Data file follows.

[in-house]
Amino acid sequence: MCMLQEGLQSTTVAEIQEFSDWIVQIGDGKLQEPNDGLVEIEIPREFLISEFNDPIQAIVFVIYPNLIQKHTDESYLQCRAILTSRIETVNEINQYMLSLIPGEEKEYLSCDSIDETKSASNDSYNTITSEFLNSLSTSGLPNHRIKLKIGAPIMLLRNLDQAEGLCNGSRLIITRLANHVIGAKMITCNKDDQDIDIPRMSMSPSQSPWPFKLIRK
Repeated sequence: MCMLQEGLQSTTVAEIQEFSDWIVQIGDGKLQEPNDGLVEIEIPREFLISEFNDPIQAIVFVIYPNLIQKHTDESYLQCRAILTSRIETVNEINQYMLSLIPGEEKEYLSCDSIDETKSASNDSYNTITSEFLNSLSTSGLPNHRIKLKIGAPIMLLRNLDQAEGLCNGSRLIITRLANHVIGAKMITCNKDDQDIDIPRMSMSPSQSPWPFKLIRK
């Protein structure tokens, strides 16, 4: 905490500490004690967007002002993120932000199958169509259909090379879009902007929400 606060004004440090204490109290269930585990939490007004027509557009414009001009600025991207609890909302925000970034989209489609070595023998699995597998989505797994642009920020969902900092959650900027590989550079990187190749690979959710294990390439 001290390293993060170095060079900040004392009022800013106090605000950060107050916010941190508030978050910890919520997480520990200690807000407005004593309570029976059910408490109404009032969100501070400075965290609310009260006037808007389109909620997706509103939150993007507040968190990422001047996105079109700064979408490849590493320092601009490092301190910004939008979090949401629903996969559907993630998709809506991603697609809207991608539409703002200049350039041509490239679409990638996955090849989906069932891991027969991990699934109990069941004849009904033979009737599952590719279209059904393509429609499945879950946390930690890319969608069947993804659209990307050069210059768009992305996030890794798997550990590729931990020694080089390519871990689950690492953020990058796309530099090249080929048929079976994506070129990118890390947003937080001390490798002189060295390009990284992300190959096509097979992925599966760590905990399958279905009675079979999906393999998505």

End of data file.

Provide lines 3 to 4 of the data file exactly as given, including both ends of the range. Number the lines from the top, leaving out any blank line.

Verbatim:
Repeated sequence: MCMLQEGLQSTTVAEIQEFSDWIVQIGDGKLQEPNDGLVEIEIPREFLISEFNDPIQAIVFVIYPNLIQKHTDESYLQCRAILTSRIETVNEINQYMLSLIPGEEKEYLSCDSIDETKSASNDSYNTITSEFLNSLSTSGLPNHRIKLKIGAPIMLLRNLDQAEGLCNGSRLIITRLANHVIGAKMITCNKDDQDIDIPRMSMSPSQSPWPFKLIRK
């Protein structure tokens, strides 16, 4: 905490500490004690967007002002993120932000199958169509259909090379879009902007929400 606060004004440090204490109290269930585990939490007004027509557009414009001009600025991207609890909302925000970034989209489609070595023998699995597998989505797994642009920020969902900092959650900027590989550079990187190749690979959710294990390439 001290390293993060170095060079900040004392009022800013106090605000950060107050916010941190508030978050910890919520997480520990200690807000407005004593309570029976059910408490109404009032969100501070400075965290609310009260006037808007389109909620997706509103939150993007507040968190990422001047996105079109700064979408490849590493320092601009490092301190910004939008979090949401629903996969559907993630998709809506991603697609809207991608539409703002200049350039041509490239679409990638996955090849989906069932891991027969991990699934109990069941004849009904033979009737599952590719279209059904393509429609499945879950946390930690890319969608069947993804659209990307050069210059768009992305996030890794798997550990590729931990020694080089390519871990689950690492953020990058796309530099090249080929048929079976994506070129990118890390947003937080001390490798002189060295390009990284992300190959096509097979992925599966760590905990399958279905009675079979999906393999998505």